Last Night The Texas Theatre Held A Special Screening Of Scream (1996) With A Live Q&A From Stars Matthew Lillard And Skeet Ulrich.

Skeet Ulrich, who played Billy Loomis.

The historic theatre in Oak Cliff had a couple of special guests last night during its belated 25th anniversary screening of the original Scream film. The starring killers, Matthew Lillard and Skeet Ulrich, joined the theater full of horror fans to introduce the movie and stuck around for a question and answer session. For the people watching upstairs, the theatre put on a simulcast.

Matthew Lillard, who played Stu Macher.

Despite starting at 8 p.m, it felt like a midnight movie. All night, audience members cheered for the appearance of each character, lovingly heckled, catcalled Stu and Billy and yelled out iconic lines like “I wanna be in the sequel,” and “My mom and dad are going to be so mad at me!”  All that was needed were some props to throw and we would’ve had ourselves a Rocky Horror experience. There’s no doubt the classic slasher film has held up all these years, but it was an extra type of magic to experience it this way.

Lillard and Ulrich are in town for the 2022 Texas Frightmare Weekend, one of the largest horror conventions in the country that’s been going on since 2006 in Grapevine. In addition to their attendance, cast members Neve Campbell and Jamie Kennedy will also be at Frightmare for autographs and photo-ops. The convention begins tonight and runs until Sunday, May 1.

Once time for the Q&A, Ulrich sat cooly on the edge of the stage, legs dangling, while Lillard was a bit more restless and strolled through the audience from time to time. The actors answered burning questions between the occasional burning confession of love from fans who were sometimes just a little too bold.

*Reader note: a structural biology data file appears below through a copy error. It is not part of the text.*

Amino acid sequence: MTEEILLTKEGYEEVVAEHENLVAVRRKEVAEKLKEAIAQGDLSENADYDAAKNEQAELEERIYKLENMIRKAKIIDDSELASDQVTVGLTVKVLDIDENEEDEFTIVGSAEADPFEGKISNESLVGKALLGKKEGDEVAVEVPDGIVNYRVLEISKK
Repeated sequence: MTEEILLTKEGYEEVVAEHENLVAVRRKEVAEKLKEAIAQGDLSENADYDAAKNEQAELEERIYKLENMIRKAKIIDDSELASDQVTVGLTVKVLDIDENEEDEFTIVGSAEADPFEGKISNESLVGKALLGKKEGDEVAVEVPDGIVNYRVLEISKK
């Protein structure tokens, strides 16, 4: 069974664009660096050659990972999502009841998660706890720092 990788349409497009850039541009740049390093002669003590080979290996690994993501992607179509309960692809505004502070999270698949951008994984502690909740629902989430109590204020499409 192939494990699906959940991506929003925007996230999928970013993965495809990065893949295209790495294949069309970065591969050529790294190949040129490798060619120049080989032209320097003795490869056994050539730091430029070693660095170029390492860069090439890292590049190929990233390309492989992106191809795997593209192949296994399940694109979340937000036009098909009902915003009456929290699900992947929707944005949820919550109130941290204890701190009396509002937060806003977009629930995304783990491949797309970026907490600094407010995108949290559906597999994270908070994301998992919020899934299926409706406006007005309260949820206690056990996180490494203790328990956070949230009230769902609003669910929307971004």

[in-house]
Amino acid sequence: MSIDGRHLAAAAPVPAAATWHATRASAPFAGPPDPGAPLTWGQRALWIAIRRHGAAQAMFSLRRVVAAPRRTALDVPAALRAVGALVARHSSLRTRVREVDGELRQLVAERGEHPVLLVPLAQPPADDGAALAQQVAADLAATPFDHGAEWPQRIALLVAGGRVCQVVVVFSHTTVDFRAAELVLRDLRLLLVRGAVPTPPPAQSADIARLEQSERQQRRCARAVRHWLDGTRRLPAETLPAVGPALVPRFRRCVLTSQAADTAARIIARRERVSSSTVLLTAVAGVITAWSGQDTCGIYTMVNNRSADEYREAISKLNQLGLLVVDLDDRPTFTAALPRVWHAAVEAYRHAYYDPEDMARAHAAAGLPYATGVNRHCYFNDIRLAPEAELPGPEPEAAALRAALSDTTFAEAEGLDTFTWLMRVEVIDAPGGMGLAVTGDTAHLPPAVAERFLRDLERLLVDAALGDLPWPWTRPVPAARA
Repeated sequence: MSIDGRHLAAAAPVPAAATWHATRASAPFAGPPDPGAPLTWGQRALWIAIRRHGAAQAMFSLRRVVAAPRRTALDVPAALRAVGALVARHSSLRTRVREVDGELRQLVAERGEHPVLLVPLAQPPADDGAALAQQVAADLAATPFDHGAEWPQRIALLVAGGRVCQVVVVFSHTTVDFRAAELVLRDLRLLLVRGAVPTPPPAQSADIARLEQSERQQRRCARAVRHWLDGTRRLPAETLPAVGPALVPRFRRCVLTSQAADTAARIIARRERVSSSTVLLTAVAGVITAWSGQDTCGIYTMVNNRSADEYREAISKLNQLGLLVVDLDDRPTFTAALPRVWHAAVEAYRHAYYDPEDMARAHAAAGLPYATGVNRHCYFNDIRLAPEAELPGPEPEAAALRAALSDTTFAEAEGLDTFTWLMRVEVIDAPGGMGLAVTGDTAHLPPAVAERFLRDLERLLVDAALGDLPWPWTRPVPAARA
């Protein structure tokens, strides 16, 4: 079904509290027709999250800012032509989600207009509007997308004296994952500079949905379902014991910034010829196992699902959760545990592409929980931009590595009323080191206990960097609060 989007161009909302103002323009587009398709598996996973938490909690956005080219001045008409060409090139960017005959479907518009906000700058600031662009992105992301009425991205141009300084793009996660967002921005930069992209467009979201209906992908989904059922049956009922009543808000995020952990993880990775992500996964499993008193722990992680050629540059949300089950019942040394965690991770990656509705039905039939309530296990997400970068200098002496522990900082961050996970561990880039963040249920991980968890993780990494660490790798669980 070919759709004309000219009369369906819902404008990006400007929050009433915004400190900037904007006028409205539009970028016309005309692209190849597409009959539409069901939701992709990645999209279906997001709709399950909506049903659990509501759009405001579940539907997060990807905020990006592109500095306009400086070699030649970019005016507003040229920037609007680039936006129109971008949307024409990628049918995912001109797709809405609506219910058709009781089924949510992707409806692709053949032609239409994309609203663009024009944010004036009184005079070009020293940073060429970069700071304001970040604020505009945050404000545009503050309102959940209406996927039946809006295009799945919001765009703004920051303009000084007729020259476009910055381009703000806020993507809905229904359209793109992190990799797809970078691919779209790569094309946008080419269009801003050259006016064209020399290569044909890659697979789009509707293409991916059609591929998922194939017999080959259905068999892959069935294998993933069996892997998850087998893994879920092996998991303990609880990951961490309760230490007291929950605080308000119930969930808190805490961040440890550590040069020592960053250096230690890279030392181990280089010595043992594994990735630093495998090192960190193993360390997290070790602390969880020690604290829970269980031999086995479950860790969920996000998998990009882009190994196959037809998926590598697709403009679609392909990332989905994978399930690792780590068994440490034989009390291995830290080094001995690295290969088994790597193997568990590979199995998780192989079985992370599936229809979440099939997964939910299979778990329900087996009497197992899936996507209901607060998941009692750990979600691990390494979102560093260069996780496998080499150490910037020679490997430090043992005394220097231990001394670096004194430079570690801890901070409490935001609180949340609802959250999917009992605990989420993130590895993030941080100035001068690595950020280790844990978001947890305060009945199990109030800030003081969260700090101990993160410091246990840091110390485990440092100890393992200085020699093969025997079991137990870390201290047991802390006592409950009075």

“Is anyone here a psychologist? Because I have daddy issues that only ya’ll two can fix,” was certainly up there on that list.


Here are some highlights of the Q&A:

  • Both actors only ever put the Ghostface robe once during filming and it was for takes of the same scene — when the killer is walking behind Randy as he’s breaking the fourth wall by repeating, “turn around Jamie!”
  • No one actually knows who specifically killed who. Ulrich believes that Stu and Billy tag-teamed killed Casey. They did have to hoist her up in that tree after all.
  • Someone asked Lillard how he feels about being a sex icon. He didn’t have an answer.
  • Ulrich kept the boots he wore after filming, but also mentioned the friend in Lillard as a set souvenir, who then said the cast is “better friends now than we’ve ever been.” Ulrich called him “one of the most endearing, beautiful, sweet human beings ever.”
  • They thought the movie wasn’t going to be anything special at first.
    • “We had signed on to a horror movie by a director –God bless his soul, Wes Craven — who hadn’t had a hit movie in a while,” Lillard said. “We were like, ‘Oh, it’s just a horror movie.’ And the fact that we’re here these many years later is crazy to us.”
  • Lillard is down to make a full reappearance in a future installment. Although, he did have a small cameo in Scream (2022), providing the voice of the Ghostface with the flame thrower.
  • Ulrich declined his (spoiler alert) reprise in Scream (2022) for two months before agreeing to come back, saying it didn’t feel right at first but started to make sense after talking to directors Matt Bettinelli-Olpin and Tyler Gillett.
  • Yes, Lillard did the Shaggy voice.
    • “I haven’t done this in…four hours,” he says.
    • “You did it on the plane here,” Ulrich added.
  • A 12-year-old boy later did his own impression of Shaggy, to which Lillard gave him a hug and took a photo.
    • “That is the truest gift,” he says. “That’s as good as it gets. Sure, Skeet get’s all the girls but I get that.”
  • And don’t worry, they acknowledged the homoeroticism between Stu and Billy.
    • “Super gay!” Lillard says during the pre-screening introduction, later giving his final answer at the Q&A — “If you want them to be gay, they’re gay all day.”

Photos by Frances Tingle.

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